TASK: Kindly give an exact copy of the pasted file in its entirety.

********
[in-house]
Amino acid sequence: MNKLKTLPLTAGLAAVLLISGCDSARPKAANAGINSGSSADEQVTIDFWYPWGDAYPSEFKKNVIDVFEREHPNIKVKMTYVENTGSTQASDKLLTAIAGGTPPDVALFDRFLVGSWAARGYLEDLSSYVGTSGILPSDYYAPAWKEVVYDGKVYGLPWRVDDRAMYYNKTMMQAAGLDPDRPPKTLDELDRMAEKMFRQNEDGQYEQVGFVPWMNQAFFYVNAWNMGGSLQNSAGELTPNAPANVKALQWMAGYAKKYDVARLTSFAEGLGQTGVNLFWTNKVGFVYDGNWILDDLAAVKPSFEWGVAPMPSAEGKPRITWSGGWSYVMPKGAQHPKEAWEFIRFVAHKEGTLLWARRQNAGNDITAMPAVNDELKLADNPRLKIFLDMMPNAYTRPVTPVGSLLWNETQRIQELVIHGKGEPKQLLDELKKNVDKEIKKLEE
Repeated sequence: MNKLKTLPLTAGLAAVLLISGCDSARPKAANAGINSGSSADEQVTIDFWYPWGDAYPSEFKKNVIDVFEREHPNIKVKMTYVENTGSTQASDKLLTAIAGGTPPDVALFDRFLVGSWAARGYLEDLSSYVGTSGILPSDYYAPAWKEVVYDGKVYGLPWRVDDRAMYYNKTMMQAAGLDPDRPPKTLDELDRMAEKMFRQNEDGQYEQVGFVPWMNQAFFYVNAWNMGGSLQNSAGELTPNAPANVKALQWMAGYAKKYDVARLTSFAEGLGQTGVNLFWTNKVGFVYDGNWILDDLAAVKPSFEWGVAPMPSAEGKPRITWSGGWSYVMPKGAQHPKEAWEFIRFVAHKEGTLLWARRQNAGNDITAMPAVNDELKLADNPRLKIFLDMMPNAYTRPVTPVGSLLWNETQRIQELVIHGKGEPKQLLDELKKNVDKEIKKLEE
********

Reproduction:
[in-house]
Amino acid sequence: MNKLKTLPLTAGLAAVLLISGCDSARPKAANAGINSGSSADEQVTIDFWYPWGDAYPSEFKKNVIDVFEREHPNIKVKMTYVENTGSTQASDKLLTAIAGGTPPDVALFDRFLVGSWAARGYLEDLSSYVGTSGILPSDYYAPAWKEVVYDGKVYGLPWRVDDRAMYYNKTMMQAAGLDPDRPPKTLDELDRMAEKMFRQNEDGQYEQVGFVPWMNQAFFYVNAWNMGGSLQNSAGELTPNAPANVKALQWMAGYAKKYDVARLTSFAEGLGQTGVNLFWTNKVGFVYDGNWILDDLAAVKPSFEWGVAPMPSAEGKPRITWSGGWSYVMPKGAQHPKEAWEFIRFVAHKEGTLLWARRQNAGNDITAMPAVNDELKLADNPRLKIFLDMMPNAYTRPVTPVGSLLWNETQRIQELVIHGKGEPKQLLDELKKNVDKEIKKLEE
Repeated sequence: MNKLKTLPLTAGLAAVLLISGCDSARPKAANAGINSGSSADEQVTIDFWYPWGDAYPSEFKKNVIDVFEREHPNIKVKMTYVENTGSTQASDKLLTAIAGGTPPDVALFDRFLVGSWAARGYLEDLSSYVGTSGILPSDYYAPAWKEVVYDGKVYGLPWRVDDRAMYYNKTMMQAAGLDPDRPPKTLDELDRMAEKMFRQNEDGQYEQVGFVPWMNQAFFYVNAWNMGGSLQNSAGELTPNAPANVKALQWMAGYAKKYDVARLTSFAEGLGQTGVNLFWTNKVGFVYDGNWILDDLAAVKPSFEWGVAPMPSAEGKPRITWSGGWSYVMPKGAQHPKEAWEFIRFVAHKEGTLLWARRQNAGNDITAMPAVNDELKLADNPRLKIFLDMMPNAYTRPVTPVGSLLWNETQRIQELVIHGKGEPKQLLDELKKNVDKEIKKLEE